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Canada  

Cross-border decison

UPDATE 7:05 a.m.

The Supreme Court of Canada has affirmed the constitutionality of a New Brunswick law that ensnared a man who brought home beer and liquor from neighbouring Quebec.

The unanimous high court decision today effectively preserves the current trade regime, saying provinces have the power to enact laws that restrict commerce if there is another overriding purpose — in this case the desire to control the supply of alcohol within New Brunswick.

In October 2012, Gerard Comeau of Tracadie, N.B., drove across the border to Quebec to buy several cases of beer and some liquor from three stores.

Comeau was fined $240 and administrative fees under New Brunswick's Liquor Control Act for being in possession of a large amount of alcohol he had not purchased through his province's liquor corporation.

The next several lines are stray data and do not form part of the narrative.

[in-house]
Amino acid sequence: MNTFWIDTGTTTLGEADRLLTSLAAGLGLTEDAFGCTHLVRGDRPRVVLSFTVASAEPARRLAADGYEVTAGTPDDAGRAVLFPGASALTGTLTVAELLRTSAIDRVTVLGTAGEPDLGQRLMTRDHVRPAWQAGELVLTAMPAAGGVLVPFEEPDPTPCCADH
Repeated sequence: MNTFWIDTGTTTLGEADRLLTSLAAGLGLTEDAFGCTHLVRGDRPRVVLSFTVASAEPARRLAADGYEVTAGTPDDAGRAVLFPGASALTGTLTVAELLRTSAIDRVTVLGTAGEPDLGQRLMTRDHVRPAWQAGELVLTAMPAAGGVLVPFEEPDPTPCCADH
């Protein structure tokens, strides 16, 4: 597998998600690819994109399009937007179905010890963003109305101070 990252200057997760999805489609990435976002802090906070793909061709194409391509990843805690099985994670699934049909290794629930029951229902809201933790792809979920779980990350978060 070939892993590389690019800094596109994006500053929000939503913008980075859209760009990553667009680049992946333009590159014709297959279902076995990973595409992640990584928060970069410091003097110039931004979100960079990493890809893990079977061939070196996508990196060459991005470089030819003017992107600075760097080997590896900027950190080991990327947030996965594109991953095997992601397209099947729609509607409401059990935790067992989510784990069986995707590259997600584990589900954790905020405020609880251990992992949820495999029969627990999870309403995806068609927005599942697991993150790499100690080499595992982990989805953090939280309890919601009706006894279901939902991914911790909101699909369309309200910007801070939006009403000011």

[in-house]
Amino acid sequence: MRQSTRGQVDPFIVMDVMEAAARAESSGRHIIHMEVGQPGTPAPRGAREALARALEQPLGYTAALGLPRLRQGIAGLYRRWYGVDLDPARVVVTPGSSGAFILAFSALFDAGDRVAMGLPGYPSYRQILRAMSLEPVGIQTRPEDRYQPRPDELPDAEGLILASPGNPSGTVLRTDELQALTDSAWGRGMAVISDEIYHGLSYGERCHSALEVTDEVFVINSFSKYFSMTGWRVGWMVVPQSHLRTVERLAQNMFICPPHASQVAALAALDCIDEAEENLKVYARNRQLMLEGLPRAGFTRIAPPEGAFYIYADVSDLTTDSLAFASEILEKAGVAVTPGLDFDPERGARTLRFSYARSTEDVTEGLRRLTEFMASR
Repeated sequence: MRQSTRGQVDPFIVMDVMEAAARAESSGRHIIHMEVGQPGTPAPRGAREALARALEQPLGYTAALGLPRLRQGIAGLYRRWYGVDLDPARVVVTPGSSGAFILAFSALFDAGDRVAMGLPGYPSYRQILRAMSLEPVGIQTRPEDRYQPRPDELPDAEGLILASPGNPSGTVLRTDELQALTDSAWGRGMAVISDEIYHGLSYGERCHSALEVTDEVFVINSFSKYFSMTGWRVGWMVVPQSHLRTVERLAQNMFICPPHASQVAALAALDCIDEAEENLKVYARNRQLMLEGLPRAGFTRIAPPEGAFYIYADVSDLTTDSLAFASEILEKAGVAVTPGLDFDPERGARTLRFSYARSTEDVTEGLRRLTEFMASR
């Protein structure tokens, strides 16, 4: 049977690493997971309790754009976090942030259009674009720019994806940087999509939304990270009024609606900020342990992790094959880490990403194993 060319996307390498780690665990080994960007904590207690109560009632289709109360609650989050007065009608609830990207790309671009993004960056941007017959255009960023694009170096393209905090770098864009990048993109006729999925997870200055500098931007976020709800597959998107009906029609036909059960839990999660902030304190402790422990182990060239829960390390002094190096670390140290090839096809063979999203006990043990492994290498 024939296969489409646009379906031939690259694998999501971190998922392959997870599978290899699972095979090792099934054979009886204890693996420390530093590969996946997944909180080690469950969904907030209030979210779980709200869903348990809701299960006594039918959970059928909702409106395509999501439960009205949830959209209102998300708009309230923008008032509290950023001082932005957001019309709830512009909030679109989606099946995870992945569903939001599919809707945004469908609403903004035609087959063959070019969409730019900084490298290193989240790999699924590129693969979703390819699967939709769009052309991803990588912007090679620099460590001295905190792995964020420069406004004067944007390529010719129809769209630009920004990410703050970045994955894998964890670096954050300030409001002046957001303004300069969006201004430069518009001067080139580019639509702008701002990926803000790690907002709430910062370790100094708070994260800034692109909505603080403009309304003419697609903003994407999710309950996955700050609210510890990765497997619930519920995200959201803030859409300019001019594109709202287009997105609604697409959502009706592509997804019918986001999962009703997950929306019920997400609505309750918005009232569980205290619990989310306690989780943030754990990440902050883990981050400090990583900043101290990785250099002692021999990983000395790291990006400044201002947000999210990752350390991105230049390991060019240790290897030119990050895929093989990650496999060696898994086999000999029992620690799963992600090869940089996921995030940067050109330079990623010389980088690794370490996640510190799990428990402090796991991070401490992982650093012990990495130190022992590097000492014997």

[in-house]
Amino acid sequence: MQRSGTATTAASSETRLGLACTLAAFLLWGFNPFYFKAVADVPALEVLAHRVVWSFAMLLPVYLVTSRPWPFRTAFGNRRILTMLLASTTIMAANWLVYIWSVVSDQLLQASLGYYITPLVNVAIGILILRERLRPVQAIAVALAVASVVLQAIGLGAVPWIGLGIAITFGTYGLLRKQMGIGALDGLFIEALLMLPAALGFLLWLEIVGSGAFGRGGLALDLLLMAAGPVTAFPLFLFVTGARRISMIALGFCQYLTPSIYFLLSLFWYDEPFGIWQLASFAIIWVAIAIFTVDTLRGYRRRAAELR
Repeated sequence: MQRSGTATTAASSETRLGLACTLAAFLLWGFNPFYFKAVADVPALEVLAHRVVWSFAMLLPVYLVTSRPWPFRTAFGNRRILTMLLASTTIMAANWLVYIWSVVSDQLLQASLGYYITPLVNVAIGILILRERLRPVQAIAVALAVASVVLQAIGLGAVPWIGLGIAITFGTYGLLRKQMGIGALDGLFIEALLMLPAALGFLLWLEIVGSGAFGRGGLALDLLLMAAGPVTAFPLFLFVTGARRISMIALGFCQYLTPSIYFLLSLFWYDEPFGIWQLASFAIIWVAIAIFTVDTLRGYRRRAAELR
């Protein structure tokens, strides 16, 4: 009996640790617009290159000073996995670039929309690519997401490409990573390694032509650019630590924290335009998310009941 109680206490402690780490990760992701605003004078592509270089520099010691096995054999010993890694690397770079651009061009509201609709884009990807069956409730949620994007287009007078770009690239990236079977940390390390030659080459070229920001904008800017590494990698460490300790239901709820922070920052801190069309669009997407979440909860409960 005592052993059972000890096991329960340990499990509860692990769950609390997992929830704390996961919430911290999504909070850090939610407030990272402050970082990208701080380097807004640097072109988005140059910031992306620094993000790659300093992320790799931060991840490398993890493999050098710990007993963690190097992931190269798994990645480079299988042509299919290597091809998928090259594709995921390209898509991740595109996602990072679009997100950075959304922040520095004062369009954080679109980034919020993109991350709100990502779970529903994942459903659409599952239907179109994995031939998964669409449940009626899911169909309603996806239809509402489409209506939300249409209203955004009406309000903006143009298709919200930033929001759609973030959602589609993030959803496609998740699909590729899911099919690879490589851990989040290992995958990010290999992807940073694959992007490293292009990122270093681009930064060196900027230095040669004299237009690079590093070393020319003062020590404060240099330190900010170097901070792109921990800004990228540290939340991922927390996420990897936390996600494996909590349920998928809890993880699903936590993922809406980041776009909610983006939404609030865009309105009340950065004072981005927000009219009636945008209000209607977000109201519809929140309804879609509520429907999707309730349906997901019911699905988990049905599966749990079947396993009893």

The trial judge accepted Comeau's argument the Liquor Control Act provision amounted to a trade barrier that violated Section 121 of the Constitution Act, 1867.

The New Brunswick attorney general was denied leave to challenge the trial judge's decision in the provincial Court of Appeal, but the Supreme Court agreed to hear the case, ultimately siding with the province.


ORIGINAL 5:46 a.m.

A Supreme Court of Canada decision coming today about a New Brunswick man's cross-border booze run could profoundly shake up the rules on interprovincial trade.

In October 2012, Gerard Comeau of Tracadie, N.B., drove across the border to Quebec to buy several cases of beer and three bottles of liquor at Pointe-a-la-Croix and a nearby Indigenous reserve.

The RCMP, who had been watching Comeau, charged him under New Brunswick's Liquor Control Act with being in possession of alcohol he had not purchased through his province's liquor corporation.

The trial judge struck down the Liquor Control Act provision, accepting Comeau's argument it amounted to a trade barrier that violated Section 121 of the Constitution Act, 1867.

The Constitution Act section says, "All articles of the growth, produce, or manufacture of any one of the provinces shall, from and after the union, be admitted free into each of the other provinces."

The New Brunswick attorney general was denied leave to challenge the trial judge's decision in the provincial Court of Appeal, but the Supreme Court agreed to hear the case.



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